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Regulation of Acvrl1 and its Implications in Hereditary Hemorrhagic Telangiectasia

Dholakia, Gayatri (2024) Regulation of Acvrl1 and its Implications in Hereditary Hemorrhagic Telangiectasia. Master's Thesis, University of Pittsburgh. (Unpublished)

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Hereditary hemorrhagic telangiectasia (HHT) is a genetic disorder inherited in an autosomal dominant pattern that affects at least 1 in 5000 people worldwide. It is characterized by the presence of arteriovenous malformations (AVMs), abnormal connections between arteries and veins lacking capillary beds, which pose life-threatening risks including stroke and heart failure. HHT is caused primarily by heterozygous loss-of-function mutations in ENG (endoglin), which causes HHT1, or ACVRL1 (ALK1), which causes HHT2. ENG and ALK1 act in a common pathway: ENG is an accessory receptor that facilitates bone morphogenetic protein (BMP) binding to ALK1, a signaling receptor. Despite an understanding of the affected signaling pathway, there are currently no targeted therapeutics for HHT. We suggest that one potential therapeutic approach is to enhance the expression of ACVRL1 to slow development and/or progression of AVMs, particularly in HHT1 patients, in whom ACVRL1 is intact. To investigate the regulation of acvrl1 gene expression, I am interrogating the activity of putative cis regulatory elements in zebrafish. ACVRL1 is expressed predominantly in endothelial cells, specifically arterial endothelial cells, and its expression depends on blood flow. Using a stable zebrafish line, I have determined that deletion of a small segment (667 bp) of intron 1 implicated in flow responsiveness is not necessary for basal or flow induced acvrl1 expression. Additionally, using CRISPR/Cas9, I have generated two new lines in which putative enhancers, identified by single cell ATAC-seq as being enriched (more open) in 5 day-post fertilization zebrafish embryonic arterial endothelial cells, are deleted. Thus far, I have established parental (P0) lines with large deletions in the 5’ intergenic region (2 lines each targeting 2 putative enhancers) and intron 1 (1 line targeting 2.7 kb of this intron). Further work is required to identify founders for each line and determine the necessity of these cis elements in basal and flow induced acvrl1 expression in their offspring. Identifying these elements will offer valuable insights into strategies for enhancing ACVRL1 expression to counteract endoglin loss in HHT1 patients. This research holds public health significance because it may lead to development of targeted gene therapies for HHT patients.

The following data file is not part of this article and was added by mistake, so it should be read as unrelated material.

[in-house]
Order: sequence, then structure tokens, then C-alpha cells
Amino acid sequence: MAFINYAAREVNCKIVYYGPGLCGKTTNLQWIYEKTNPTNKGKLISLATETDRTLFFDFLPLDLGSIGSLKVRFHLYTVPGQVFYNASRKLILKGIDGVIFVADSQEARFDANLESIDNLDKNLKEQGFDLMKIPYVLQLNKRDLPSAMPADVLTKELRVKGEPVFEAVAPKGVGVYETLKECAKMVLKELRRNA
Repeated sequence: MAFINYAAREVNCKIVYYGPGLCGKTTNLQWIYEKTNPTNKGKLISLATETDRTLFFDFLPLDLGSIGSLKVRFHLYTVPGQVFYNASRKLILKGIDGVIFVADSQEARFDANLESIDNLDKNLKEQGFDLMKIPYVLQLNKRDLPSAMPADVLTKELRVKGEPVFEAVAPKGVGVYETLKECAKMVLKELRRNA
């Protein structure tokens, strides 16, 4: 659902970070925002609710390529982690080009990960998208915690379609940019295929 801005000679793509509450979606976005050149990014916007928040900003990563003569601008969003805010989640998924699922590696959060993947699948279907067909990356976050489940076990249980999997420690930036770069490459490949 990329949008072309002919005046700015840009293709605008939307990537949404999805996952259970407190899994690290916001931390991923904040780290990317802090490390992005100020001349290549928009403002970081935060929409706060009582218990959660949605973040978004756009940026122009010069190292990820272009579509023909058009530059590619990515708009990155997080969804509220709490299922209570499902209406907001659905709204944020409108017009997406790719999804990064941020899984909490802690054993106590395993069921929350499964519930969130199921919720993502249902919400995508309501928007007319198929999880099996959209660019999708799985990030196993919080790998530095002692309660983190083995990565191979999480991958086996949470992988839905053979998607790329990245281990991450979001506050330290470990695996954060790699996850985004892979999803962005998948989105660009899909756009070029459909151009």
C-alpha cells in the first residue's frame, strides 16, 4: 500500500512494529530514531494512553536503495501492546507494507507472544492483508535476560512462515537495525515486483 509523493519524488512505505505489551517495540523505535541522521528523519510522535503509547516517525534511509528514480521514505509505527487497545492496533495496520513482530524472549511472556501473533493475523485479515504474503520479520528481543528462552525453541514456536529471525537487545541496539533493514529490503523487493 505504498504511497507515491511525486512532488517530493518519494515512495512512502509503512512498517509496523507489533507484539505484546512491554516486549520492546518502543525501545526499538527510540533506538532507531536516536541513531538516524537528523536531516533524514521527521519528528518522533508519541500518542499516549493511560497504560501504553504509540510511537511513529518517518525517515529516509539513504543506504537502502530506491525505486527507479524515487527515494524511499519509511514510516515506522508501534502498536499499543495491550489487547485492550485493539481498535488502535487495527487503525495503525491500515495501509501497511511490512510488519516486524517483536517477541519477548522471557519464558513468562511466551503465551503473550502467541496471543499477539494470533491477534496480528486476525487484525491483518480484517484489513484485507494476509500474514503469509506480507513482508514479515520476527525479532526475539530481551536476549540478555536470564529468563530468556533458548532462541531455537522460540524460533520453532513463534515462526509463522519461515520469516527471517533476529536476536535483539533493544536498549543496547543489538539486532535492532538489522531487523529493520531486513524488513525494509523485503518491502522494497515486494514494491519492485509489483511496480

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Item Type: University of Pittsburgh ETD
Status: Unpublished
CreatorsEmailPitt UsernameORCID
Dholakia, Gayatrigad58@pitt.eduGad58
ETD Committee:
TitleMemberEmail AddressPitt UsernameORCID
Committee ChairRoman, Bethromanb@pitt.eduromanb
Committee MemberUrban, Zsolturbanz@pitt.eduurban
Committee MemberLord, Nathanndlord@pitt.edundlord
Date: 16 May 2024
Date Type: Publication
Defense Date: 19 April 2024
Approval Date: 16 May 2024
Submission Date: 25 April 2024
Access Restriction: 1 year -- Restrict access to University of Pittsburgh for a period of 1 year.
Number of Pages: 63
Institution: University of Pittsburgh
Schools and Programs: School of Public Health > Human Genetics
Degree: MS - Master of Science
Thesis Type: Master's Thesis
Refereed: Yes
Uncontrolled Keywords: acvrl1, Hereditary Hemorrhagic Telangiectasia
Date Deposited: 16 May 2024 19:41
Last Modified: 16 May 2024 19:41


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